Review by Delia Bartle
Combine the melodic charm of the piano with the raw elements of percussion, and you have the prepared piano. It’s a musical universe filled with metallic rattles, buzzing bell-like tones and dulled acoustics that inventive Brisbane-based composer and pianist Erik Griswold has been exploring for decades. In his 2006 long-form piano work Wallpaper Music, Griswold ‘radically retunes’ the traditional piano by inserting everyday objects such as screws, bolts and strips of rubber between the strings of the piano. This physically demanding performance of apparent perpetual motion, with hidden melodies and richly layered percussive timbres, turned Bendigo’s Old Fire Station into a hypnotic space.
In 1940, American composer John Cage was commissioned to write accompaniment for an African themed dance piece. The work’s small performance venue was impractical for a percussion ensemble, so Cage created the prepared piano as a substitute. By preparing the piano the notes lose their ‘pure’ identifiable pitch and instead take on a metallic, dull or wooden quality akin to that of percussion instruments.
Cage believed the foundations of music to be sound and silence, with the only thing common to both being duration. As a result he felt rhythm was more important than melody and harmony, making prepared piano—with its added percussive focus—the perfect medium for combining all three. Griswold explores this notion in Wallpaper Music, a continuous 60-minute piece with minimal melodic and dynamic variation that ultimately allows the audience to focus on the relationship between percussive effects and rhythmic structure.
The sheer physicality of the performance was impressive as Griswold played an unbroken flow of notes with rippling fluidity. His effortless dexterity in navigating the full range of the keyboard added a visual element to an already engaging performance. Bold forward momentum and a simultaneous sense of stillness seemed to turn in an infinite loop as Griswold, often swaying in slow circles, balanced relentless motoric figures with delicate emerging melodies. His refusal of dynamic accentuation in a work already without definable rhythmic metre created the perception of a circular, almost minimalist, development.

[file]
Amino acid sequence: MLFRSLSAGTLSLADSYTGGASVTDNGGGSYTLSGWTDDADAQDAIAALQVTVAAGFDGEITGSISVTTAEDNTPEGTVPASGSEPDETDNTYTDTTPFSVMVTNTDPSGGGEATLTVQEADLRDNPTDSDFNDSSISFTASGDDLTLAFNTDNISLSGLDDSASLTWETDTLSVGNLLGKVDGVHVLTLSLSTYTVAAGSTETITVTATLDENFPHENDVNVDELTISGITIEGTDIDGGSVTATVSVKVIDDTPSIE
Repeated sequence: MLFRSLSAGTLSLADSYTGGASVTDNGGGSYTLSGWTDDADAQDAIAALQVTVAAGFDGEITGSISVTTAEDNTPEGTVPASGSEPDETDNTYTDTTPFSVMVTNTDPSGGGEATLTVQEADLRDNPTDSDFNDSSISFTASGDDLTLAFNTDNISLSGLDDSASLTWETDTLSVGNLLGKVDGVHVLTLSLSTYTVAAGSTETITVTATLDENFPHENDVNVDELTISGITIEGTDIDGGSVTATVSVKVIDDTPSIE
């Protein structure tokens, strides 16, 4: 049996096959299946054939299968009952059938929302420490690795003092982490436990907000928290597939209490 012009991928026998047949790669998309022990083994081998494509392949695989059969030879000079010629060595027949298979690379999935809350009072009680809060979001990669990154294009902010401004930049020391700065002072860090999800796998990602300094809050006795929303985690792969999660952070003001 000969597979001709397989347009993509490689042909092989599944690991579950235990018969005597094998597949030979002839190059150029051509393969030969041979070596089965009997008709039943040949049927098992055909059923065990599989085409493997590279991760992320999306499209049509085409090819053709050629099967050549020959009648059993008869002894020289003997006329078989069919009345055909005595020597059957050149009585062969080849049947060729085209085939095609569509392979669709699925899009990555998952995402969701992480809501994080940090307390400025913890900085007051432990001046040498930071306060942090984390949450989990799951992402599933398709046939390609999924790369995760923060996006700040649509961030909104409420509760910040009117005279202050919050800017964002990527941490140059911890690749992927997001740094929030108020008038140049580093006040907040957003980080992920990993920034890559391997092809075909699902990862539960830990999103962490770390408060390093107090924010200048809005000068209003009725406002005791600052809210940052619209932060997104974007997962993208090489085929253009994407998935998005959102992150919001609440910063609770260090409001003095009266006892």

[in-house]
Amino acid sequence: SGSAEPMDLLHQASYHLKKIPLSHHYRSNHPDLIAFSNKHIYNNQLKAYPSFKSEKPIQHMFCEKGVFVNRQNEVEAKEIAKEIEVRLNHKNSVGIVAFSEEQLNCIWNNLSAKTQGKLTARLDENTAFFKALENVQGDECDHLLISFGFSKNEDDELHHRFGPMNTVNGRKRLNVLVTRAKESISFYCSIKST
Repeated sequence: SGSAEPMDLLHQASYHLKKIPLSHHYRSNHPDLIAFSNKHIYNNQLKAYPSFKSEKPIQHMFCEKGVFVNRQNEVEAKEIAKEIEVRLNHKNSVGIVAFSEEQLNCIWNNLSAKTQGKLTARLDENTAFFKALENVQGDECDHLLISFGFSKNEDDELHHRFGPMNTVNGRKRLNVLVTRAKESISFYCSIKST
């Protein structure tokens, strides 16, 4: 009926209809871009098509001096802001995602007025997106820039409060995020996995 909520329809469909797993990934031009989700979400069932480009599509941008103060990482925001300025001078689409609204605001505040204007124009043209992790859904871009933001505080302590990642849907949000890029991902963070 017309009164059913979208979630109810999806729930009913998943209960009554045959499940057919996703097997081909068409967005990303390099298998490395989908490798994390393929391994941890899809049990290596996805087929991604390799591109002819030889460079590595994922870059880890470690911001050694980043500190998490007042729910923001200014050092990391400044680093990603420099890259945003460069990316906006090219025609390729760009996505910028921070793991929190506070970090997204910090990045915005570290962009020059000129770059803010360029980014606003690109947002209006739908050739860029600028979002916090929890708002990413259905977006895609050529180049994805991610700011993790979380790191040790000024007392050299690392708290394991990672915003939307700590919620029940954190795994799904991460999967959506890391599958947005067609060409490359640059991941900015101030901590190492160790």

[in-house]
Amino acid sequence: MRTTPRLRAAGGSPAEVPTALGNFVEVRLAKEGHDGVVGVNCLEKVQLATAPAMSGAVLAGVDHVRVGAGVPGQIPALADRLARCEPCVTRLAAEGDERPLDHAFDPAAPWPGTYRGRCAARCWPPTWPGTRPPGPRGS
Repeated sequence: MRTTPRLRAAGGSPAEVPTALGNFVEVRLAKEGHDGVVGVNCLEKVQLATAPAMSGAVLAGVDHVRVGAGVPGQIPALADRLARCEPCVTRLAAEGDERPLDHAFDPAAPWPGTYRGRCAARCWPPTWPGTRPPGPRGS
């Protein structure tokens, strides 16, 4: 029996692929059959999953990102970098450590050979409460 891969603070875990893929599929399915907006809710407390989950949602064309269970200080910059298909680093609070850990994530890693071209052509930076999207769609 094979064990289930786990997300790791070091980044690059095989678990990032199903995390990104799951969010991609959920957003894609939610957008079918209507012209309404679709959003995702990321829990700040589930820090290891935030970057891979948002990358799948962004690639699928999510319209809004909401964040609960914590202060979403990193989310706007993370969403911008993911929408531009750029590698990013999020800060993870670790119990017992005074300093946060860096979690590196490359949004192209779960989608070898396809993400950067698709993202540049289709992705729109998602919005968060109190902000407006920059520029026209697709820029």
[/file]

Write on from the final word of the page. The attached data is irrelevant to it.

A glimpse inside the piano revealed a sight rarely seen: shiny screws and small squares of folded cardboard carefully wedged between strings, strips of rubber woven across an octave, and even gaffer tape stretched over some lower strings. Griswold had also locked down selected white keys in the bottom two octaves by squeezing slivers of cardboard between each key and the vertical piano front, so as to avoid sounding those pitches when he played clustered notes with his palm. In a way the work is illustrative of wallpaper, with its repetitive patterns and intense consistency. However this performance was enveloping, driven and much more vibrant than the unobtrusive two-dimensionality we commonly associate with ‘wallpaper music.’
Wallpaper Music (2006)
2015 Bendigo International Festival of Exploratory Music
The Old Fire Station, Bendigo
Saturday 5 September 2015